It’s not quite the superhero film revolution we were promised, but it sure as hell is entertaining
Latitude Festival 2013
Henham Park, Suffolk Friday, July 19 – Sunday, July 21
White Denim kick off Saturday by proving that sometimes, originality isn’t everything. One minute they sound like Supergrass, the next The Black Keys, the next like any other generic guitar band from the last two decades. Despite the obvious influences, there’s enough energy behind singer Josh Block’s howling vocal and the Austin natives’ blues-rock shredding to guarantee a good time. Jagwar Ma are an irrepressible ball of energy, transforming ‘The Throw’ and ‘Exercise’ into looping swirls of Haçienda-indebted party anthems. Yeah Yeah Yeahs, meanwhile, prove that Karen O is still the most badass frontwoman around. Decked out in neon yellow and a crown, she bounds, shrieks and writhes around the stage, spitting out (relative) newie ‘Sacrilege’ and oldie ‘Date With The Night’ with equal ferocity. Hot Chip might not have the New Yorkers’ punk spirit, but Alexis Taylor and Joe Goddard’s nerd disco is always a crowd-pleaser, and ‘Over And Over’ never fails to unite. Which leaves Kraftwerk – the weekend’s hottest tickets, but not the most festival-appropriate act. Though their 3D visuals and stage aesthetics are incredible, the crowd are appreciative rather than enthusiastic. There are small bubbles of activity for ‘The Model’ and ‘Autobahn’ (complete with floating 3D road signs), but the majority of the Germans’ immaculate set is met with stillness. No-one would dare ruin their street cred by admitting it, but, seminal or not, Kraftwerk don’t really work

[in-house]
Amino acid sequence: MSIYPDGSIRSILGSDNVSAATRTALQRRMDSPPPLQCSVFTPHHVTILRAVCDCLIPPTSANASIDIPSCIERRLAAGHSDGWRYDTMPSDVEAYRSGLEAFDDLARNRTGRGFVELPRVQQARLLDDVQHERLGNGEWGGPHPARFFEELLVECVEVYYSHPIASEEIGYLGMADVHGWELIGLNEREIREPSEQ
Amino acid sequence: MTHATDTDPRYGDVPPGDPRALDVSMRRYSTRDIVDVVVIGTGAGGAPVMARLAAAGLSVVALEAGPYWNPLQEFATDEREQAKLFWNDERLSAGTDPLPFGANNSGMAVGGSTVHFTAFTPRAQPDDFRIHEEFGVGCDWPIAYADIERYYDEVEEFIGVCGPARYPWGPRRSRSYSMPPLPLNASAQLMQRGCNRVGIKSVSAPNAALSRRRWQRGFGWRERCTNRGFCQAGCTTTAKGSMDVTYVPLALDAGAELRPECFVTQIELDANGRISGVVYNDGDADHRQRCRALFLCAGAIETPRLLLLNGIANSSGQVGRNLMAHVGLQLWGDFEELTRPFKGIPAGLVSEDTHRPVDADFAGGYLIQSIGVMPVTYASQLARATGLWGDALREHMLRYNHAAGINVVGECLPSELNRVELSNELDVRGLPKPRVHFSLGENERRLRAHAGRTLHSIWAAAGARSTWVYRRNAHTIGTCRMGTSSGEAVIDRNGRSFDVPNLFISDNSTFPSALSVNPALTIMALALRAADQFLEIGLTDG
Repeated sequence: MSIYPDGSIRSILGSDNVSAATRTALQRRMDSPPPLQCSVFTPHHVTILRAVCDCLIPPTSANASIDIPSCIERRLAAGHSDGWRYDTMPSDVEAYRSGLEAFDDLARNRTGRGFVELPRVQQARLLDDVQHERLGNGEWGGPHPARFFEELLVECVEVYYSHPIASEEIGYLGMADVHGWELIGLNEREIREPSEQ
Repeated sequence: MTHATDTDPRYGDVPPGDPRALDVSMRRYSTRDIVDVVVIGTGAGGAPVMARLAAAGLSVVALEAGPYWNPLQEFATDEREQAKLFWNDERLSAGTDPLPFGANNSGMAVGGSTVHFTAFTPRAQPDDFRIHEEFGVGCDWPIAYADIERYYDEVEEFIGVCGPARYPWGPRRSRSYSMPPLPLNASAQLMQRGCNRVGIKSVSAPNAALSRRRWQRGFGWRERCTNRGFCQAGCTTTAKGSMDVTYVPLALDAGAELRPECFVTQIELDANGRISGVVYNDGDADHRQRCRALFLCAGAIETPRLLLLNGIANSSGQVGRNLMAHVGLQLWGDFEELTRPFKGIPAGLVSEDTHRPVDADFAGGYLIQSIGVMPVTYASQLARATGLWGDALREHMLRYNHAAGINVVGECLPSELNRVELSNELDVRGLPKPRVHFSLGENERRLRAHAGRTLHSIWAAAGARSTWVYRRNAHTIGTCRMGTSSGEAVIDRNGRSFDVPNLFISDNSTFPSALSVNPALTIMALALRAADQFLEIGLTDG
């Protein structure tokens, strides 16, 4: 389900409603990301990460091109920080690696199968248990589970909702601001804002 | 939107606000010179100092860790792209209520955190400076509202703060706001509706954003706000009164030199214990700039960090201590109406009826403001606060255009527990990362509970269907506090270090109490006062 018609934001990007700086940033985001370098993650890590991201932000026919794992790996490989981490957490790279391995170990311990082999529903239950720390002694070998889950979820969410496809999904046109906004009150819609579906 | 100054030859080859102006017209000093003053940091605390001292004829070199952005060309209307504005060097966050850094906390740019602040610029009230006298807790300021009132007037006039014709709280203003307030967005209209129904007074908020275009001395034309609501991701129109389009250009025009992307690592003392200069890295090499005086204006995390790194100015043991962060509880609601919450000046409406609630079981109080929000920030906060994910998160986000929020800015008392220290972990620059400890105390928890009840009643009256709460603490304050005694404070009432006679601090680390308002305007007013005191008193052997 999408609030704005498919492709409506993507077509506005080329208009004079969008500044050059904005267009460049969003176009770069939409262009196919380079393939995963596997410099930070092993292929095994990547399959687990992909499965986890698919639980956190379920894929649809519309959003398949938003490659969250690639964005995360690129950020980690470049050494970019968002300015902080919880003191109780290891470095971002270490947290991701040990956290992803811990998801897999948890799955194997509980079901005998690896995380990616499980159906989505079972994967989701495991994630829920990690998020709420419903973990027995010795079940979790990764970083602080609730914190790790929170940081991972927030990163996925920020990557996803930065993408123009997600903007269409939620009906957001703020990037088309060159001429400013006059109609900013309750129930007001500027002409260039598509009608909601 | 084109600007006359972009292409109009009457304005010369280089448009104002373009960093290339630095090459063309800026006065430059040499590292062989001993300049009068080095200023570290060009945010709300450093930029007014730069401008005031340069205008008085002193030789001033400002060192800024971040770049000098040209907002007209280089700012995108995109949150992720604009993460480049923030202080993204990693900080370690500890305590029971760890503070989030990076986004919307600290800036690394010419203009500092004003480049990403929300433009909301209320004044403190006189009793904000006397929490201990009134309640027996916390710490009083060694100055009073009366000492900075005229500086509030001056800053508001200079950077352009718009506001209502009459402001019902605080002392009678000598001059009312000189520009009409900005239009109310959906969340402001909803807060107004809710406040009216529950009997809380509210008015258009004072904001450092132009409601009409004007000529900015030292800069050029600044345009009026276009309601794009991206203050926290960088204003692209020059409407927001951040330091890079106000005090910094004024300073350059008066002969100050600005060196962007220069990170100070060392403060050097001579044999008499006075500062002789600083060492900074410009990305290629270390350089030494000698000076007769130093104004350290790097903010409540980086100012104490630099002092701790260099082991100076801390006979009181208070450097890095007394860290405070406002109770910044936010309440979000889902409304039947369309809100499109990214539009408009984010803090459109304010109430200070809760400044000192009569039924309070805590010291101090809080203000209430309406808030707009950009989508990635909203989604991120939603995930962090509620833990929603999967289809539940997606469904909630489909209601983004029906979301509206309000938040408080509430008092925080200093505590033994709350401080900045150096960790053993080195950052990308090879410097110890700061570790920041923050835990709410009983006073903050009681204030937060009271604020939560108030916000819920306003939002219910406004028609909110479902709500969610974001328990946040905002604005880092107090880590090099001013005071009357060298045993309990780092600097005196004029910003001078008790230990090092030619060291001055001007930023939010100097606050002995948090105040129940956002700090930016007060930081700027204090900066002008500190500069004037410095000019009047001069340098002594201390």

at a festival.
Sunday hosts a special afternoon performance from Bobby Womack, whose warmth on recent career-rejuvenating hit ‘The Bravest Man In The Universe’ cradles the crowd’s flagging Sunday spirit. James Blake is just as soothing, though less engaging, come mid-afternoon. ‘Limit To Your Love’ stands out, but in the blaring sun he sounds a little cold. It’s left to Swim Deep to bring the party vibes. Their album may not have landed yet, but everyone already knows the singles ‘The Sea’, ‘Honey’ and a final ‘King City’. Grizzly Bear are the spine-tingling penultimate band of the weekend, ‘Yet Again’ and ‘While You Wait For The Others’ soaring into the dusk before Foals round things off with a performance so visceral and fiery, it feels like their entire career has been leading up to this point.
Zachary Cole Smith has overcome a multitude of problems to make this intensely powerful album
The film adaptation of R.L. Stine's classic horror novels is shockingly enjoyable
A defiantly bangerless take-me-seriously-as-an-artist album that reveals new charms every time you spin it
The utterly gripping story of how The Boston Globe exposed child abuse within the Catholic church